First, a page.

Now I have to decide on the ‘real’ versions. 

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Spinning Decision part 2

As I mentioned a few weeks ago, I decided against getting a spinning wheel and decided to whole-heartedly pursue spindle spinning instead. 

It was the right decision. 

At the SSK retreat in July, I wasn’t able to get into the lace spinning workshop. Hopefully, enough friends could give me some pointers.  Emily of Fibre Town podcast, provided a breakout session on supported spindling.  Very helpful tips and when Emily said supported is ideal for road trips, I got excited. 

Big sister addition to the spindle family


I bought 2 spindles at the SSK market. A large Strong Heart walnut Jeri Brock Turkish to match my medium sized Strong Heart in Koa. It will be for plying turtles (cops) spun on the Koa. 

Akerworks spindle and extra shaft

And an Akerworks medium drop spindle with the trillium whorl and an extra shaft.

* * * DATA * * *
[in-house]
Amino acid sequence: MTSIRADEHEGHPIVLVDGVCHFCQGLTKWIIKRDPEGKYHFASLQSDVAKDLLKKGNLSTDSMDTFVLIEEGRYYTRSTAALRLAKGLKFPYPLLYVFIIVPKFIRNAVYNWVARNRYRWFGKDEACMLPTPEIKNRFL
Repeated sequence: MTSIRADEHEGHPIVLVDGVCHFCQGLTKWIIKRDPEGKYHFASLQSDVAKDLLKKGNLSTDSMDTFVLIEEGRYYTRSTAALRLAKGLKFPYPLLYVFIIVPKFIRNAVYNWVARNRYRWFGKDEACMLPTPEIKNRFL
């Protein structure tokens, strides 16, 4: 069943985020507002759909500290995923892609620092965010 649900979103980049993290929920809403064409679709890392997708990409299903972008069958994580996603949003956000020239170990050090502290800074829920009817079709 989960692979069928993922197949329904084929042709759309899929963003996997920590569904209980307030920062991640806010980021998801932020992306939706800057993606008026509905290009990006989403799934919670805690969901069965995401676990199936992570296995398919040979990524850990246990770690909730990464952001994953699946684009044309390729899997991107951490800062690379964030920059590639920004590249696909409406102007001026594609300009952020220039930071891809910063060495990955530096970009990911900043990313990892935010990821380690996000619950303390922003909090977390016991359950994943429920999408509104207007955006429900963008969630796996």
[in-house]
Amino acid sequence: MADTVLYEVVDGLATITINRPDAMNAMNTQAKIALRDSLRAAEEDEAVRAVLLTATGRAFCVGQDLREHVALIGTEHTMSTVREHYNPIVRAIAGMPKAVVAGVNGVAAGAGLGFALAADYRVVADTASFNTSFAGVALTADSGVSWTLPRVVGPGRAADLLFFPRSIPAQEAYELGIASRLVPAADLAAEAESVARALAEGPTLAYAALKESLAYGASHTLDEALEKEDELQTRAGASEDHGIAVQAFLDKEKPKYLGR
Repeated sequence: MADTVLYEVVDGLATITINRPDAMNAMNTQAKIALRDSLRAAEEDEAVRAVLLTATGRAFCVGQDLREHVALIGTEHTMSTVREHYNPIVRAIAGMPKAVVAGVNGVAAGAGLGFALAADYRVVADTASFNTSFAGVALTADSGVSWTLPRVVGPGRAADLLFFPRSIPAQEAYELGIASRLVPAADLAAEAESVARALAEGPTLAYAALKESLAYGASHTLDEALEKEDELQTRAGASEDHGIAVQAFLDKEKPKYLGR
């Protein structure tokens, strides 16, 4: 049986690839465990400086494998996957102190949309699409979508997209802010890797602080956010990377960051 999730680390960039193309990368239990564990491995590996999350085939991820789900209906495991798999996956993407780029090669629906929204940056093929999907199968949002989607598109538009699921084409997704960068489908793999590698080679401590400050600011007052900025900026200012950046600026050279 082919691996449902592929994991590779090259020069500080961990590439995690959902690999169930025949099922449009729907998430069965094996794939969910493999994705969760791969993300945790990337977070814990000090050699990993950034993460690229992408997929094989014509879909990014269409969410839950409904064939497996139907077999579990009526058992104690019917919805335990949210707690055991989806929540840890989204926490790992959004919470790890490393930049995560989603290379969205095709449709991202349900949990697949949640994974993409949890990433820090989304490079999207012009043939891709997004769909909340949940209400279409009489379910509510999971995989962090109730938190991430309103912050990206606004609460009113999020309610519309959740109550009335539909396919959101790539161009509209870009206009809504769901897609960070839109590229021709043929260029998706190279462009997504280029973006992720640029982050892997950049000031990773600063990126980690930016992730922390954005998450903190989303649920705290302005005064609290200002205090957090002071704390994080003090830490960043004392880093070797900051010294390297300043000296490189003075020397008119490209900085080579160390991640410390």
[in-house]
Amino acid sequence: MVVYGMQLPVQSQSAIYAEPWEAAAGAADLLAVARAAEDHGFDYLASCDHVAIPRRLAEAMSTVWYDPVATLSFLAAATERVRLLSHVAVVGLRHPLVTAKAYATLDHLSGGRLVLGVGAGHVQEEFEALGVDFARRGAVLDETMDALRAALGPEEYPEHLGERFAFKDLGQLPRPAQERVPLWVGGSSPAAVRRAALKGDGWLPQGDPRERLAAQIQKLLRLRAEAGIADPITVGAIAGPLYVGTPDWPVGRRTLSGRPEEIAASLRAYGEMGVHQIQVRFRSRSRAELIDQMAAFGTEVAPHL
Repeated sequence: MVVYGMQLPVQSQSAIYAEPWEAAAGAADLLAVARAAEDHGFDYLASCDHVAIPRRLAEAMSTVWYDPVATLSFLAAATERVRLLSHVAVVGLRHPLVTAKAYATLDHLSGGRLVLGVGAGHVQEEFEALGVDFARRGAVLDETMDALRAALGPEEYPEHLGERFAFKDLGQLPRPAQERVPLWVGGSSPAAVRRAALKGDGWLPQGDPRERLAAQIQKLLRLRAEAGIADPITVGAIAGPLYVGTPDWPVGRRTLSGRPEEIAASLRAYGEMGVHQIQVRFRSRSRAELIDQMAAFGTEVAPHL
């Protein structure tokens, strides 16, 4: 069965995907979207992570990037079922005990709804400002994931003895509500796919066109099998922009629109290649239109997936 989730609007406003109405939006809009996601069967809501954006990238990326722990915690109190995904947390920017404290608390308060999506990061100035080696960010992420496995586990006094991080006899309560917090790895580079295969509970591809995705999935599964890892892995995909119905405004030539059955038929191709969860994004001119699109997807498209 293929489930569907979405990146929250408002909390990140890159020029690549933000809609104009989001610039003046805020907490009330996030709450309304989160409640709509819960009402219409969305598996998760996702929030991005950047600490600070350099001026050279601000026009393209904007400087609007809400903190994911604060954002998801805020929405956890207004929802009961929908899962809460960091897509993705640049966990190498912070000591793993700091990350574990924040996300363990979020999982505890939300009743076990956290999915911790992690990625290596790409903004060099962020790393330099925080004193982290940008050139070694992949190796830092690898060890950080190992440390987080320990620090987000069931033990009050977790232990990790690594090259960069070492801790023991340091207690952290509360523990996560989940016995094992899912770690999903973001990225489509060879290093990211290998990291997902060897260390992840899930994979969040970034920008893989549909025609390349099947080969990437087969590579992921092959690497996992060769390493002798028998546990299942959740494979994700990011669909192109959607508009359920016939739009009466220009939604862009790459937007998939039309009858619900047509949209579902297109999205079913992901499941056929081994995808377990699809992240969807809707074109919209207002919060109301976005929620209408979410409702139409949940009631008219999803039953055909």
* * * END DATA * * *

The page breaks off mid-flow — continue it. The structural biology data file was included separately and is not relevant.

Experimenting with them. I flipped the Akerworks upside-down to see if it could be used as a supported spindle. The first cop was wound counterclockwise. AND I had put the whorl on upside-down.  So I couldn’t leave the first cop on. Wound it onto a plying ball. 

Watched a few more YouTube videos on supported spindles. Lori Rhone of Deerfield Creations was the most helpful. Another helpful video was from The Woolery. And Emily of Fibre Town just posted a short podcast episode demonstrating the supported spindle. 

1st Plying ball of merino spun on supported spindle

After some fits & starts, there’s less fiddling setting the hook  for the top whorl, flicking the spindle and adding the finished single on to the cop. Pretty good on the car, unless the roads are so bad, you’re bouncing around too much.